In the beginning of her letter, Helen Keller states:
"It is a great disappointment to me not to be with you and the other friends who have joined their strength to uplift the blind. The meeting in New York will be the greatest occasion in the movement which has so long engaged my heart: and I regret keenly not to be present and feel the inspiration of living contact with such an assembly of wit, wisdom and philanthropy. I shall be happy if I could have spelled into my hand the words as they fall from your lips, and receive, even as it is uttered, the eloquence of our Newest Ambassador to the blind. We have not had such advocates before. My disappointment is softened by the thought that never at any meeting was the right word so sure to be spoken. But, superfluous as all other appeals must seem after you and Mr. Choate have spoken, nevertheless, as I am a woman, I cannot be silent, and I ask you to read this letter, knowing that it will be lifted to eloquence by your kindly voice.."
These things are now possible. Through the use of relay Services, Captioning, and Transcripts, as well as VRS, SSP's and Interpreters, we are far more able to be a part of our own world. I have instant access to books, to information, to things which never have been even dreamed back in Miss Keller's day.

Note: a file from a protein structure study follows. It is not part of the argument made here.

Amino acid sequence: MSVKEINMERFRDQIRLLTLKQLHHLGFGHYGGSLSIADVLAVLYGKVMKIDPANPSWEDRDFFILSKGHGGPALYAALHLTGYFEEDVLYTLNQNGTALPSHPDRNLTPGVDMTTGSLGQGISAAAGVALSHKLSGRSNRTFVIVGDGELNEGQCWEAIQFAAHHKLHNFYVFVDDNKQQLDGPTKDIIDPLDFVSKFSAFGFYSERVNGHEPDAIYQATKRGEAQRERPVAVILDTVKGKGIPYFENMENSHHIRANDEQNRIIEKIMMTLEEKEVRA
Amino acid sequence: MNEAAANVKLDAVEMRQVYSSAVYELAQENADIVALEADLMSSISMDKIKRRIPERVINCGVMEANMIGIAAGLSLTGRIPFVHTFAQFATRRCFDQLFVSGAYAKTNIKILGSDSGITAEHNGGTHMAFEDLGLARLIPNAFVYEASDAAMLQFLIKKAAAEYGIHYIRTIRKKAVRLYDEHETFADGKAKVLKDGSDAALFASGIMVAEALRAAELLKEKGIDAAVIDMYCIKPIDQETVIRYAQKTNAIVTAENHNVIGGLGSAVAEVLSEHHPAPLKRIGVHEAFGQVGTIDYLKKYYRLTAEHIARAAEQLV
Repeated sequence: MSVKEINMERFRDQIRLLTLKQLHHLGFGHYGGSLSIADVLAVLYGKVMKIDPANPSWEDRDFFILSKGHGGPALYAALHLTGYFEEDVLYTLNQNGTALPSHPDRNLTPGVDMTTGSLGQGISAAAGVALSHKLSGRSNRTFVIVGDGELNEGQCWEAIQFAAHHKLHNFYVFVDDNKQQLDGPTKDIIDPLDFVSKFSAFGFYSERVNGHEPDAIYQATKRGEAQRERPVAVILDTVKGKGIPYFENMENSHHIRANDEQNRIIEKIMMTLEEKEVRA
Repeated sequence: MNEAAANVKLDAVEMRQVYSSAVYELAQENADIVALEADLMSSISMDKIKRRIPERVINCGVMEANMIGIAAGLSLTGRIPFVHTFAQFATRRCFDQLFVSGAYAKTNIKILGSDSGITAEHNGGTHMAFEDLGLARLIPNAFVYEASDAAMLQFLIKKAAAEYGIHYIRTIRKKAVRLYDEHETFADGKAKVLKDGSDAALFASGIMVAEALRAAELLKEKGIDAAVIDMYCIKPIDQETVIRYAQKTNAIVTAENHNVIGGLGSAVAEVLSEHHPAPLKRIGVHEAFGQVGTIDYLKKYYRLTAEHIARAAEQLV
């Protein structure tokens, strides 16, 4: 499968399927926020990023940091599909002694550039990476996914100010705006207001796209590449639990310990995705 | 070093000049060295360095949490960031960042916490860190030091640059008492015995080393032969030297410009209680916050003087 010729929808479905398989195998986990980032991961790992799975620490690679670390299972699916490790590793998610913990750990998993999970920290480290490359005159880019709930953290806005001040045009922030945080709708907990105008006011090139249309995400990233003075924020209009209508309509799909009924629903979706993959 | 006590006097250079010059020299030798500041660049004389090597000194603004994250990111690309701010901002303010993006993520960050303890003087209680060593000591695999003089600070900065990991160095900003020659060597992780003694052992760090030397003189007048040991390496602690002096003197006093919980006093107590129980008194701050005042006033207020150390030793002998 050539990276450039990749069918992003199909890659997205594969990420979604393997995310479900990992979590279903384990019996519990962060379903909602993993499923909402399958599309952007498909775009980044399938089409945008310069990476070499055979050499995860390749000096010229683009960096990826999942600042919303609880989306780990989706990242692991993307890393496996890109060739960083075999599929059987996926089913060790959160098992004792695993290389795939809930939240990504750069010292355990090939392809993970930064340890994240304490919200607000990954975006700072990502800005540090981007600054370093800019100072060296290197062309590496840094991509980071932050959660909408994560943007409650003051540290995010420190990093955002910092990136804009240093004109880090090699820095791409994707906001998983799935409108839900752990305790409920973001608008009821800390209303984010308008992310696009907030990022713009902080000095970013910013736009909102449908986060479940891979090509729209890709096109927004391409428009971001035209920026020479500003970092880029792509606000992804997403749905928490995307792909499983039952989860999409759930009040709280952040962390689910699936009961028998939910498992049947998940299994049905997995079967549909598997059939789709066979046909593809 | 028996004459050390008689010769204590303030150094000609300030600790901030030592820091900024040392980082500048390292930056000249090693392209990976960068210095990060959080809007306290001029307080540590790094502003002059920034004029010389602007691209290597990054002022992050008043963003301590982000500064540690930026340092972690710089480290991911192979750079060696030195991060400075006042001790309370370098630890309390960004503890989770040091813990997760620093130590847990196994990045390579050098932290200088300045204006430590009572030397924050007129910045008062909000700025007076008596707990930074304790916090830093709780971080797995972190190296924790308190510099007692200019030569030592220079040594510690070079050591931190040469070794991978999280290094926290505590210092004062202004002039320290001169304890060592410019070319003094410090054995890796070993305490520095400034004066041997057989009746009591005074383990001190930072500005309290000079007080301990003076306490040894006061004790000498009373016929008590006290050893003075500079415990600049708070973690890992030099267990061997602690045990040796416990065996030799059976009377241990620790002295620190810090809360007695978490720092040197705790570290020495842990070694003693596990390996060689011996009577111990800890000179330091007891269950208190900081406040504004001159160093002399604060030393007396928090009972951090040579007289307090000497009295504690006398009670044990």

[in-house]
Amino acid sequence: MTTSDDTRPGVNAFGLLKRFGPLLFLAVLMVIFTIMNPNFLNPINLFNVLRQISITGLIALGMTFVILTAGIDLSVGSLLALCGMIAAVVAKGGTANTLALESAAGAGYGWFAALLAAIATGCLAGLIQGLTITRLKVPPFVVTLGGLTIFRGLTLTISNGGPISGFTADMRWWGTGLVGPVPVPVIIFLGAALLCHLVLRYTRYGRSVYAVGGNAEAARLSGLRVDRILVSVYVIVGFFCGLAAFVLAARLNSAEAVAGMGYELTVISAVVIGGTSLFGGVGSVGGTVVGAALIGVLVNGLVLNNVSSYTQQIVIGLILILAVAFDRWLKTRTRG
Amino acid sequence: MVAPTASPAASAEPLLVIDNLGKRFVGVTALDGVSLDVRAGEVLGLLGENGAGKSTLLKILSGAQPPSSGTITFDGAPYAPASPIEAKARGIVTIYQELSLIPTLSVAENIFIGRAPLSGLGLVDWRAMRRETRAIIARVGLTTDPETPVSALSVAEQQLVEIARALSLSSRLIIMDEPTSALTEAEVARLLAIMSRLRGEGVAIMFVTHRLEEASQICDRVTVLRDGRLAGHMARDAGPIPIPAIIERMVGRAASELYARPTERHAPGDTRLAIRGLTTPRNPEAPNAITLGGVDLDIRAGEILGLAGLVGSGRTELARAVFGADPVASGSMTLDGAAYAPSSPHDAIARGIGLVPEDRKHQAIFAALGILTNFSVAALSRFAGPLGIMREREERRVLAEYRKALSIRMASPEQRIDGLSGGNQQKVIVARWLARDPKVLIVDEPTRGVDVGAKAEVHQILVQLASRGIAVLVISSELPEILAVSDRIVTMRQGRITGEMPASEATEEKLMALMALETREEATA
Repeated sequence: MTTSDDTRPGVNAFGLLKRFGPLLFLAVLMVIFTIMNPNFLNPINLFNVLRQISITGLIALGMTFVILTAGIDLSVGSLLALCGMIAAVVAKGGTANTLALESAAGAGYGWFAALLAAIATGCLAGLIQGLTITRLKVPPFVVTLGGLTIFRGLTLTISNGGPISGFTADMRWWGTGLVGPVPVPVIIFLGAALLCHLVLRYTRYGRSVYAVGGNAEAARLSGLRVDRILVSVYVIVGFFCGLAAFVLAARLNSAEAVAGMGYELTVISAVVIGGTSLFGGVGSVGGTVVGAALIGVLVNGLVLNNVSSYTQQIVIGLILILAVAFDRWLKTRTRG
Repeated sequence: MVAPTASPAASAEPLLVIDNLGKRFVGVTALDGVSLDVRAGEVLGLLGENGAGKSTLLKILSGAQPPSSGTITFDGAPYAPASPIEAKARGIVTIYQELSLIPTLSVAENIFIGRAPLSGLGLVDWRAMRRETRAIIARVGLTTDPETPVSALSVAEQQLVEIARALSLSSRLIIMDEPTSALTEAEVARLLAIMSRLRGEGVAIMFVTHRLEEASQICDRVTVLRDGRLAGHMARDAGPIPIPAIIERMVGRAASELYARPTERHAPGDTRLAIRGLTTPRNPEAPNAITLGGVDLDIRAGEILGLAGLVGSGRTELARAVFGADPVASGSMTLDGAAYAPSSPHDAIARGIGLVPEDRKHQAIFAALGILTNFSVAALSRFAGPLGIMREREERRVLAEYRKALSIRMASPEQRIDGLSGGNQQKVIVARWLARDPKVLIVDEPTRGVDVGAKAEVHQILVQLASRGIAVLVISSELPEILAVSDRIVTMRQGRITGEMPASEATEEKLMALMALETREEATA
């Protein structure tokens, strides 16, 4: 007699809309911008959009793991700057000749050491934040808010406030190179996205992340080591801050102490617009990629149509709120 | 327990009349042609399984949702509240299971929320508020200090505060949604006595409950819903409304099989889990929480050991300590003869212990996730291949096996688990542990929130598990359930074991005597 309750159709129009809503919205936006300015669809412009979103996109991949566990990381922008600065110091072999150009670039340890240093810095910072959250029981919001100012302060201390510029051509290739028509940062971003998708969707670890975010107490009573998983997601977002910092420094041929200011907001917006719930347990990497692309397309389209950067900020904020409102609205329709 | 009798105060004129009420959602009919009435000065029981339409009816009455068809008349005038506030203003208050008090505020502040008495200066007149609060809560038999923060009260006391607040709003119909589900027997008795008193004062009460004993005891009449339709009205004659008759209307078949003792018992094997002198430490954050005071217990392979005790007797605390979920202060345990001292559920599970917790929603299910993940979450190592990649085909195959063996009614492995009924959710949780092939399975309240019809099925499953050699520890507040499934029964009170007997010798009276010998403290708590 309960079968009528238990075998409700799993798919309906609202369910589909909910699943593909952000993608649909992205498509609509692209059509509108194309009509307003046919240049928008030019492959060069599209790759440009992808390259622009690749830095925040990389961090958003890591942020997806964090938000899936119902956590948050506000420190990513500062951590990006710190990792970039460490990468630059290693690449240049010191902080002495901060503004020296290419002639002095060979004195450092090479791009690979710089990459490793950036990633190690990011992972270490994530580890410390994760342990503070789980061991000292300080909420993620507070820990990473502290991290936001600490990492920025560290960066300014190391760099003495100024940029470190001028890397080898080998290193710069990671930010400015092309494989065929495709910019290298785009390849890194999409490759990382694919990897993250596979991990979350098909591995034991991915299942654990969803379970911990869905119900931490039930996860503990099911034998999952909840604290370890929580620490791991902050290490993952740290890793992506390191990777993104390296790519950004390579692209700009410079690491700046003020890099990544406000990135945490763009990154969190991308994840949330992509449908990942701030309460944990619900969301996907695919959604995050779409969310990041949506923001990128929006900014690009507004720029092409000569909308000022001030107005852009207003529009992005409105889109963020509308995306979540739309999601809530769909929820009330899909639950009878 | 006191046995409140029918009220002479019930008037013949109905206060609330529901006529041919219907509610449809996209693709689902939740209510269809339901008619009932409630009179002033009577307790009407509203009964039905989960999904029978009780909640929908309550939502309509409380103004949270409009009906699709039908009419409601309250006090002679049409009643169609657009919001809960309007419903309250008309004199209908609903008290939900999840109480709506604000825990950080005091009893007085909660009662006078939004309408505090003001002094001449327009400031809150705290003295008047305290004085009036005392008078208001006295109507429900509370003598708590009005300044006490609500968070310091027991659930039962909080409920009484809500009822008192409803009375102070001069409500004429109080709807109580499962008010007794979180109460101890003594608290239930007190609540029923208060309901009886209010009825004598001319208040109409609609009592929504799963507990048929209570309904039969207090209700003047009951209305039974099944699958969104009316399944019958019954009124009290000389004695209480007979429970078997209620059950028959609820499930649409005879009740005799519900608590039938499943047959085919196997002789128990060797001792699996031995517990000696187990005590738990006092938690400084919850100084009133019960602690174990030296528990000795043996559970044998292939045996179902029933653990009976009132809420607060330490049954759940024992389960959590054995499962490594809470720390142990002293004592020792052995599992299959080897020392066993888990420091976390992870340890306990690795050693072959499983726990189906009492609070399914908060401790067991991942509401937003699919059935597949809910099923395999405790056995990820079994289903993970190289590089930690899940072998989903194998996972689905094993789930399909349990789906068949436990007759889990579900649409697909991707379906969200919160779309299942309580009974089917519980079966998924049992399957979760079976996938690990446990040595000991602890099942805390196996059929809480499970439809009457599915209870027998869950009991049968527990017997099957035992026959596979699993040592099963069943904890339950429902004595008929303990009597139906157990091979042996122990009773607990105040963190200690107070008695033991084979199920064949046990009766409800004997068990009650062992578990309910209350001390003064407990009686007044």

I have never been ashamed to be Deafblind. I have had the blessing of a loving family, with high standards, good and patient teachers, fabulous role-models, and supportive friends. If I want to do something badly enough-- I will do it, and nothing can stop me.

At the closing of her letter, she says:
"It is because we know that these ambitions and capabilities can be fulfilled that we are working to improve the condition of the adult blind. You cannot bring back the light of the vacant eyes; but you can give a helping hand to the sightless along their dark pilgrimage. You can teach them new skill. For work they once did with the aid of their eyes you can substitute work that they can do with their hands. They ask only opportunity, and opportunity is a torch in the darkness. They crave no charity, no pension, but the satisfaction that comes from lucrative toil, and this satisfaction is the right of every human being."

It is because of people like Helen Keller that we have the freedoms and opportunities we do today. My most profound thanks go out to Ms. Keller, and every other person who has worked to make a better tomorrow. It is now, our responsibility as people who are deafblind, to continue the fight for improvement. If we are hoping to go forward, we must fight, every day. It means writing to Congress Men and Women, it means going to meetings and letting your voice be herd. It means teaching and it is about learning. Most of all, it is about never accepting second best-- standing up,being proud, and knowing that we are making a better future.